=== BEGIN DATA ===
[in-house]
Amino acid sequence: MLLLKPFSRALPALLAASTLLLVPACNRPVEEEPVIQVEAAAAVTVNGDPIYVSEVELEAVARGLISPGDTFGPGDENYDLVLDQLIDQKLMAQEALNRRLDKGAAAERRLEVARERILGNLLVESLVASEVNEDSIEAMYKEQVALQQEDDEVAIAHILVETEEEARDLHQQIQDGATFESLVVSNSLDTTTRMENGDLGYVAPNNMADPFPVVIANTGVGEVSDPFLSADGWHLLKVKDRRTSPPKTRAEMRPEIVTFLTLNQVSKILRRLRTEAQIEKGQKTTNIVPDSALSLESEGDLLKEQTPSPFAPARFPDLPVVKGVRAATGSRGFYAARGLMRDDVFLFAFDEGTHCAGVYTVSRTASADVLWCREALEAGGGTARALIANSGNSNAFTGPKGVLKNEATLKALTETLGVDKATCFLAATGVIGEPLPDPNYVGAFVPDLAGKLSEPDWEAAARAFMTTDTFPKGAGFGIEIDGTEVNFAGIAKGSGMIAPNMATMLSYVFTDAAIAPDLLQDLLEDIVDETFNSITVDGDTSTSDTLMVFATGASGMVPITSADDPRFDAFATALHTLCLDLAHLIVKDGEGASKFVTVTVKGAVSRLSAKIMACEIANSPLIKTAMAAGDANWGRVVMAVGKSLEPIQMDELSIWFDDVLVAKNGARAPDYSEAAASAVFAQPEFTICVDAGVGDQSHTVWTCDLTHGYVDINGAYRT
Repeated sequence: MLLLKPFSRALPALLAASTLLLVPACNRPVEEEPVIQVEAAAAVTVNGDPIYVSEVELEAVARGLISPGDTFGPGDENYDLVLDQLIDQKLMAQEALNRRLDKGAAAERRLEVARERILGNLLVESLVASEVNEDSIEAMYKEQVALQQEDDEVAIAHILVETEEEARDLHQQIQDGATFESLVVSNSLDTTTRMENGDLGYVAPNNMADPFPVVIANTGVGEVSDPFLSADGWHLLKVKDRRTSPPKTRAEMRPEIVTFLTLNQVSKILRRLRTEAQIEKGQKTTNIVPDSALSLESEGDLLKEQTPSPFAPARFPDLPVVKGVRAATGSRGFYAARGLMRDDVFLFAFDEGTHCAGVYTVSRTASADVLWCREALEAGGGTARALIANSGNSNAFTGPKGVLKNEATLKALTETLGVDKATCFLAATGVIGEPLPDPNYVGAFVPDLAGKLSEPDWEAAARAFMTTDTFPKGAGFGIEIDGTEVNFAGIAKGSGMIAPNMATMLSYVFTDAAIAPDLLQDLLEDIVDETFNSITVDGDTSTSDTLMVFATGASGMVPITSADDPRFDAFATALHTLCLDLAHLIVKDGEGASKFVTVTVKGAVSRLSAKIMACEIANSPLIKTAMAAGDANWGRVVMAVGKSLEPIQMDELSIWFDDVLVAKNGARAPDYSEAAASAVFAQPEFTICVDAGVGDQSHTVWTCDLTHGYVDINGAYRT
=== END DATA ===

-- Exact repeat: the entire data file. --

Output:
[in-house]
Amino acid sequence: MLLLKPFSRALPALLAASTLLLVPACNRPVEEEPVIQVEAAAAVTVNGDPIYVSEVELEAVARGLISPGDTFGPGDENYDLVLDQLIDQKLMAQEALNRRLDKGAAAERRLEVARERILGNLLVESLVASEVNEDSIEAMYKEQVALQQEDDEVAIAHILVETEEEARDLHQQIQDGATFESLVVSNSLDTTTRMENGDLGYVAPNNMADPFPVVIANTGVGEVSDPFLSADGWHLLKVKDRRTSPPKTRAEMRPEIVTFLTLNQVSKILRRLRTEAQIEKGQKTTNIVPDSALSLESEGDLLKEQTPSPFAPARFPDLPVVKGVRAATGSRGFYAARGLMRDDVFLFAFDEGTHCAGVYTVSRTASADVLWCREALEAGGGTARALIANSGNSNAFTGPKGVLKNEATLKALTETLGVDKATCFLAATGVIGEPLPDPNYVGAFVPDLAGKLSEPDWEAAARAFMTTDTFPKGAGFGIEIDGTEVNFAGIAKGSGMIAPNMATMLSYVFTDAAIAPDLLQDLLEDIVDETFNSITVDGDTSTSDTLMVFATGASGMVPITSADDPRFDAFATALHTLCLDLAHLIVKDGEGASKFVTVTVKGAVSRLSAKIMACEIANSPLIKTAMAAGDANWGRVVMAVGKSLEPIQMDELSIWFDDVLVAKNGARAPDYSEAAASAVFAQPEFTICVDAGVGDQSHTVWTCDLTHGYVDINGAYRT
Repeated sequence: MLLLKPFSRALPALLAASTLLLVPACNRPVEEEPVIQVEAAAAVTVNGDPIYVSEVELEAVARGLISPGDTFGPGDENYDLVLDQLIDQKLMAQEALNRRLDKGAAAERRLEVARERILGNLLVESLVASEVNEDSIEAMYKEQVALQQEDDEVAIAHILVETEEEARDLHQQIQDGATFESLVVSNSLDTTTRMENGDLGYVAPNNMADPFPVVIANTGVGEVSDPFLSADGWHLLKVKDRRTSPPKTRAEMRPEIVTFLTLNQVSKILRRLRTEAQIEKGQKTTNIVPDSALSLESEGDLLKEQTPSPFAPARFPDLPVVKGVRAATGSRGFYAARGLMRDDVFLFAFDEGTHCAGVYTVSRTASADVLWCREALEAGGGTARALIANSGNSNAFTGPKGVLKNEATLKALTETLGVDKATCFLAATGVIGEPLPDPNYVGAFVPDLAGKLSEPDWEAAARAFMTTDTFPKGAGFGIEIDGTEVNFAGIAKGSGMIAPNMATMLSYVFTDAAIAPDLLQDLLEDIVDETFNSITVDGDTSTSDTLMVFATGASGMVPITSADDPRFDAFATALHTLCLDLAHLIVKDGEGASKFVTVTVKGAVSRLSAKIMACEIANSPLIKTAMAAGDANWGRVVMAVGKSLEPIQMDELSIWFDDVLVAKNGARAPDYSEAAASAVFAQPEFTICVDAGVGDQSHTVWTCDLTHGYVDINGAYRT